Only there was a problem. His first two first round draft picks, Mike Moustakas and Eric Hosmer, were struggling big time in the minors. Hosmer’s power had vanished along with his ability to hit for average. Moustakas, while still hitting for power, was doing very little. He was also predictably moved off shortstop to third base, which lowered his value as well. Those two were dropping on prospect rankings like nothing else. A few bright spots were prevalent in the system, but it seemed that we had two more first round busts on our hands.

The positives such as Wil Myers and Mike Montgomery were so far away that it hardly mattered. David Lough and Jordan Parraz had nice minor league seasons, but they weren’t the type of guys who could come up and bolster a franchise. Dayton Moore’s signature strength, building a farm system, was not looking so good for him. The man once thought to be the savior of a franchise was failing in almost every aspect that he could control.

The other giant black mark on the Dayton Moore tenure was his hiring of Trey Hillman. At the time, many believed it was a brilliant hire. Hillman had  been an excellent manager both in the Yankees farm system and in Japan for the Nippon Ham Fighters (that’s Nippon Ham with a nickname of Fighters, though a Ham Fighter would be cool) and had the pedigree to become a great manager. Only he was stuck in his ways, was brash to the media and didn’t appear to be a manager players enjoyed playing for. By the end of the 2009 season, it was clear to many that Hillman’s days would, or at least should, be numbered.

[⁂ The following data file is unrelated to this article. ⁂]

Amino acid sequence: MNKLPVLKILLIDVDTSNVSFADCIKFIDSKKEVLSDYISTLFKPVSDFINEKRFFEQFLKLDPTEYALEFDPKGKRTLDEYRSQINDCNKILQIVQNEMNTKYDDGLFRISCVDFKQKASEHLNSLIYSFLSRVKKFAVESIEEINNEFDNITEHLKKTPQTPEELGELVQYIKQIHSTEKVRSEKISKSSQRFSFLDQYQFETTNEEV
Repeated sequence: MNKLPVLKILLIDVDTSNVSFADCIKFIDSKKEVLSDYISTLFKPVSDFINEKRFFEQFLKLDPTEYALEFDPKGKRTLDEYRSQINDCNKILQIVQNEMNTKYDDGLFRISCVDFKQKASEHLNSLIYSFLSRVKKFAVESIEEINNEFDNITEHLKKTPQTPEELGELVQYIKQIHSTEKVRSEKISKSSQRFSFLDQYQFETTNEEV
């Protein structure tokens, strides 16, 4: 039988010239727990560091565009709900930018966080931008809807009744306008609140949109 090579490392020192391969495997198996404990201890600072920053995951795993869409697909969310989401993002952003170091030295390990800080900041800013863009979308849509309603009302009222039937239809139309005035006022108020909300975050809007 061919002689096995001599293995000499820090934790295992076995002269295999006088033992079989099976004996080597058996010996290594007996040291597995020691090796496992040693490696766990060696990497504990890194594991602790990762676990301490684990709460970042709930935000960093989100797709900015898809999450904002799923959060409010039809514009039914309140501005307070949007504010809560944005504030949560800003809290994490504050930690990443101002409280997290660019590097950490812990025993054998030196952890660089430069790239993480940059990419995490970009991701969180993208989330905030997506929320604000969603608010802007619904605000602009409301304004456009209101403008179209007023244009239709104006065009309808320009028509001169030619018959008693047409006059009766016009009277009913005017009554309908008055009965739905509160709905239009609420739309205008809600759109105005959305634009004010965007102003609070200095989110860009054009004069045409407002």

In 2009, everything that could go wrong for the Royals did go wrong. Many in the front office blamed the poor performance on injuries, and while they were right, it still wasn’t an excuse for the decisions that were made. With the minor league system continuing to flounder after three drafts and the Major League team making little to no progress, it’d take a huge year on at least one of those fronts for Dayton Moore to regain some of the trust the city and fan base had placed in him.

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  1. Patrick
    October 20, 2010 at 2:13 pm

    Really enjoying this. I hope you keep writing rather frequently.

    Confession, I did not know it was Nippon Ham. I really thought their team name was a Ham Fighter. I didn’t know what a Ham Fighter was, but thought that was the team name.

  2. October 20, 2010 at 4:40 pm

    Thanks! I plan to try and write every weekday and sometimes even on the weekends. Glad you’re enjoying!

  1. November 18, 2010 at 9:58 am